Suddenly the door opened and he saw his teacher’s daughter Athulai standing there with the alms. Ramanuja saw her as Nappinnai and prostrated before her. People of divine origin see god everywhere. We have heard such episodes in the lives of several Alvars and Nayanmars. And thus this verse gained added significance. When the Vaishnavites sing this verse they remember their great Acharya Ramanuja and Lord Krishna with his consort Nappinnai.

Dancer Smitha Madhav as Andal (Photo from The Hindu)

Full Verse 18 of Tiruppavai goes like this:–
Oh! Daughter in law of Nandagopala
Who hath a shoulder mighty, never a fleer
A valiant Tusker emitting vigour; atop jasmine arcade
Again and again flock of larks had cooed;
Nappinnai! Thy hair perfume fragrant, door thou open!
Cock come around, have crowed with rigour
Though art asleep, ball agrip, as we sing thy groom;
Come along, throw open delighted
To clang thy bangles bright
In pinkly lotus hand a sight
Listen and consider our damsel – verse 18

Meaning : Andal and her friends request Nappinnai, Krishna’s wife, to open the door. She praises Krishna with a mighty shoulder like an elephant. Beautiful morning time is also described. Nappinnai with her fragrant hair had a ball in her hand which was used for playing with Krishna the previous day.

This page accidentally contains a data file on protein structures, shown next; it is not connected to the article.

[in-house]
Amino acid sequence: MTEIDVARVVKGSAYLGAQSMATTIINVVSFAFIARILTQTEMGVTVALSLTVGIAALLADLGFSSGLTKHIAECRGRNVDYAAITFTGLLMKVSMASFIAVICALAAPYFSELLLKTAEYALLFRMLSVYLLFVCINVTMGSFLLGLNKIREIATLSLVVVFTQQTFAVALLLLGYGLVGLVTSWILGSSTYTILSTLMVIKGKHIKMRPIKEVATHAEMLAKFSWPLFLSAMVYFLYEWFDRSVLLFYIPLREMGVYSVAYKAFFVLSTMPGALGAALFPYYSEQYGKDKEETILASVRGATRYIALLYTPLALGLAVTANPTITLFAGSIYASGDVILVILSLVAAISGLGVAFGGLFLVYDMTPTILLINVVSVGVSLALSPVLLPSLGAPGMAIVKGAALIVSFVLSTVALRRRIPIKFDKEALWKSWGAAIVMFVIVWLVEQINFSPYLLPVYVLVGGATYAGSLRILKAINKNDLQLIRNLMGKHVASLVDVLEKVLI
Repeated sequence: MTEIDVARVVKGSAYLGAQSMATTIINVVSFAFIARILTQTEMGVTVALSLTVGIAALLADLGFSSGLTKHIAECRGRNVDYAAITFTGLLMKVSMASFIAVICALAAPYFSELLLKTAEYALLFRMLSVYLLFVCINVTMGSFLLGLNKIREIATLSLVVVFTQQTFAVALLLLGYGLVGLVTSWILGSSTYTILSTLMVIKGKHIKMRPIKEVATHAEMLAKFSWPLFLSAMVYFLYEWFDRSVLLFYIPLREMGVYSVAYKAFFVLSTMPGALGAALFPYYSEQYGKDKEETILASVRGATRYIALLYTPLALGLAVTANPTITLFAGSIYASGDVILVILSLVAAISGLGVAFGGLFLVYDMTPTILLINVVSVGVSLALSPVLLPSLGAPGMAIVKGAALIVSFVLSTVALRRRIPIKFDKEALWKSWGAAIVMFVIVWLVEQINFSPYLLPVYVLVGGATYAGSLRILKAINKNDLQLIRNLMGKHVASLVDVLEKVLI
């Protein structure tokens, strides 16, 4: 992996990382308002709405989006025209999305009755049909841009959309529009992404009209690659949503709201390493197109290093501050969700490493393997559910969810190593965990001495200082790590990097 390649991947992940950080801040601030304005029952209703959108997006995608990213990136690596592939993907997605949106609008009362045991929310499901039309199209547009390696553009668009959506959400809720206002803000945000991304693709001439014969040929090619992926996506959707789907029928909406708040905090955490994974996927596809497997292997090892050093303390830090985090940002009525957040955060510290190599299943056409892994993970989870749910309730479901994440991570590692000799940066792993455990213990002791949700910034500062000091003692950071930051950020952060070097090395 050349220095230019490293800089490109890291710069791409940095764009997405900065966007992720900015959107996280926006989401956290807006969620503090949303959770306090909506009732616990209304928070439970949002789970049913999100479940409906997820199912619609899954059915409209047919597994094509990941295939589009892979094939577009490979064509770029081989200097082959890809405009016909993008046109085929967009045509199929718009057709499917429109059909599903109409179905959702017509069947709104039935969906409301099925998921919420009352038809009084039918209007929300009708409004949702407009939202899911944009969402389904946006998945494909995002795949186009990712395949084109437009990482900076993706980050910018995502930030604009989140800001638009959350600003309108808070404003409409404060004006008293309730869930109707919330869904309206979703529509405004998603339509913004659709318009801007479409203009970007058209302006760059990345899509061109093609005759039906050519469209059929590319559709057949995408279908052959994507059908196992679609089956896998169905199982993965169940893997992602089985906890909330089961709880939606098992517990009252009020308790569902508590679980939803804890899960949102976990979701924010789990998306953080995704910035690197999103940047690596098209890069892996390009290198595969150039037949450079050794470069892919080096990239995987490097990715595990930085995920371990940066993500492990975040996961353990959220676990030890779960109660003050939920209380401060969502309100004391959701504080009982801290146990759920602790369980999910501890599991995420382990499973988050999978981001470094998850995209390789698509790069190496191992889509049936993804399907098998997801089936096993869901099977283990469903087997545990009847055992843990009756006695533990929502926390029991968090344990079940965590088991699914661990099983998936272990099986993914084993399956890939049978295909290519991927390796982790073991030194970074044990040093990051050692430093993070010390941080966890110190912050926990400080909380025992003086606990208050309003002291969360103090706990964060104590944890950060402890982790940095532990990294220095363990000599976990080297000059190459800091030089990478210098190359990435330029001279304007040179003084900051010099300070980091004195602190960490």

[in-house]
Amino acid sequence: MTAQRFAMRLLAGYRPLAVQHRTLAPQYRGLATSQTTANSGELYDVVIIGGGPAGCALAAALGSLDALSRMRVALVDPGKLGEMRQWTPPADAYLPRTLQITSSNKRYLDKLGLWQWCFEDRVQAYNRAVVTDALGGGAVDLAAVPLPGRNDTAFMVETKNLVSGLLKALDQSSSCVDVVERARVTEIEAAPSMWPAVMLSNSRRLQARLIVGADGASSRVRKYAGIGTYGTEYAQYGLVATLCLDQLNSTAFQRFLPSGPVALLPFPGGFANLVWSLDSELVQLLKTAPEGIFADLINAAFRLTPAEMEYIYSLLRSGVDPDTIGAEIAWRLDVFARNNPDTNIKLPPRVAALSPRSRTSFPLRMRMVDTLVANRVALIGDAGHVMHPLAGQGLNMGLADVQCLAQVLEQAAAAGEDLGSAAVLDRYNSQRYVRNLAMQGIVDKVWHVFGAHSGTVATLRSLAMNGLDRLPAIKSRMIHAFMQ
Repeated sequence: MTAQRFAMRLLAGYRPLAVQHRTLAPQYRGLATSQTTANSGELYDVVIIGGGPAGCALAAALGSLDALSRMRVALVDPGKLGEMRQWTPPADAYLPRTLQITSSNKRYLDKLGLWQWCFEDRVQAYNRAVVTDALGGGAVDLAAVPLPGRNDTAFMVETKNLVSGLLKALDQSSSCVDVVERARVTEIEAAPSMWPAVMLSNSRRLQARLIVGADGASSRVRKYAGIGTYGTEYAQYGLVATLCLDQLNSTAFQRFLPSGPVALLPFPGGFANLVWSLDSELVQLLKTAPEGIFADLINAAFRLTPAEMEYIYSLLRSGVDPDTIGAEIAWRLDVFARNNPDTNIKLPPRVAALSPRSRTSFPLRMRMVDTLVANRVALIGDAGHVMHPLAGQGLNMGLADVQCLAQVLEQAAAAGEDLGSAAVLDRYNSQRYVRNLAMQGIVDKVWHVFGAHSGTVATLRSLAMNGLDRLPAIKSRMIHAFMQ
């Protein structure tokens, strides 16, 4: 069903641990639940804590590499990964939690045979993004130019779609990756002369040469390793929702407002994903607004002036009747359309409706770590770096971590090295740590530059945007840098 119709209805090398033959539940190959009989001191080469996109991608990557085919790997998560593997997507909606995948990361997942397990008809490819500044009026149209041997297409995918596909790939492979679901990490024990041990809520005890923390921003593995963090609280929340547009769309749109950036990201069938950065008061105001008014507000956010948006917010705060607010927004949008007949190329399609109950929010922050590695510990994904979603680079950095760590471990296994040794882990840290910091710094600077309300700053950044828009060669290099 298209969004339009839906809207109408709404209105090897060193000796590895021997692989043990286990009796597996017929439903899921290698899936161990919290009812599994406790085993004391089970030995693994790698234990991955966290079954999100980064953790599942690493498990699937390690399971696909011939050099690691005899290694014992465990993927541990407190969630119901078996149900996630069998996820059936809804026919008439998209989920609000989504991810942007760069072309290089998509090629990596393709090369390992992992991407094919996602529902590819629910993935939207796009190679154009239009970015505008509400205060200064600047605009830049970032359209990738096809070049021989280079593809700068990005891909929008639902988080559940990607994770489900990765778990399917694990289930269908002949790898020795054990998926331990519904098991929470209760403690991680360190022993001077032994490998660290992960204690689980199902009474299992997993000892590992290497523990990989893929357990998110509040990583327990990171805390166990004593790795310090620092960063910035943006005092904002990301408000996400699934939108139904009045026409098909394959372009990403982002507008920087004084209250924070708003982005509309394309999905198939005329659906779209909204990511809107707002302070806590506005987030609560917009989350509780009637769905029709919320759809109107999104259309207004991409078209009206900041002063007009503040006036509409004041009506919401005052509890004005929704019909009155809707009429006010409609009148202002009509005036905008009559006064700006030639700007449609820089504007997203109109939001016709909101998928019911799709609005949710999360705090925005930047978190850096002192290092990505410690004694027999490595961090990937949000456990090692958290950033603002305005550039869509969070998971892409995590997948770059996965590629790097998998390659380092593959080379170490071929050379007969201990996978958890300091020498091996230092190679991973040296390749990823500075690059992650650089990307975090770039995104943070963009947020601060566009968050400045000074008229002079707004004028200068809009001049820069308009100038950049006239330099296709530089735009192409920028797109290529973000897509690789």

Source book: Concept’s of Sri Andal’s Tiruppavai by Dr Chenni Padmanabhan

Ramanuja and Non Brahmins


(1) Penitence for Pride— As told by Mukulbhai Kalarthi, Ahmedabad

Ramanujacharya lived in Tamil Nadu and Karnataka between 1017 AD and 1137 AD. He lived for 120 years.

On account of old age the renowned Vaishnava preceptor and propounder of the philosophy of Vishistadwaita (Qualified Monism), Ramanuja had become very weak. Therefore, while going to the river for his daily bath he had to take the help of someone.

Going to the river he would rest his hand on the shoulder of one of his Brahmin disciples. But while returning home, he took the help of a disciple, belonging to the lowest caste Shudra.

The orthodox people were greatly perturbed at this peculiar behaviour of the preceptor. Therefore one day some of them got together and went to Ramanuja and said to him, “Revered teacher, should you desire, you can take the help of the untouchable disciple before your bath. But once after the bath you have made yourself clean, you ought not to touch him”.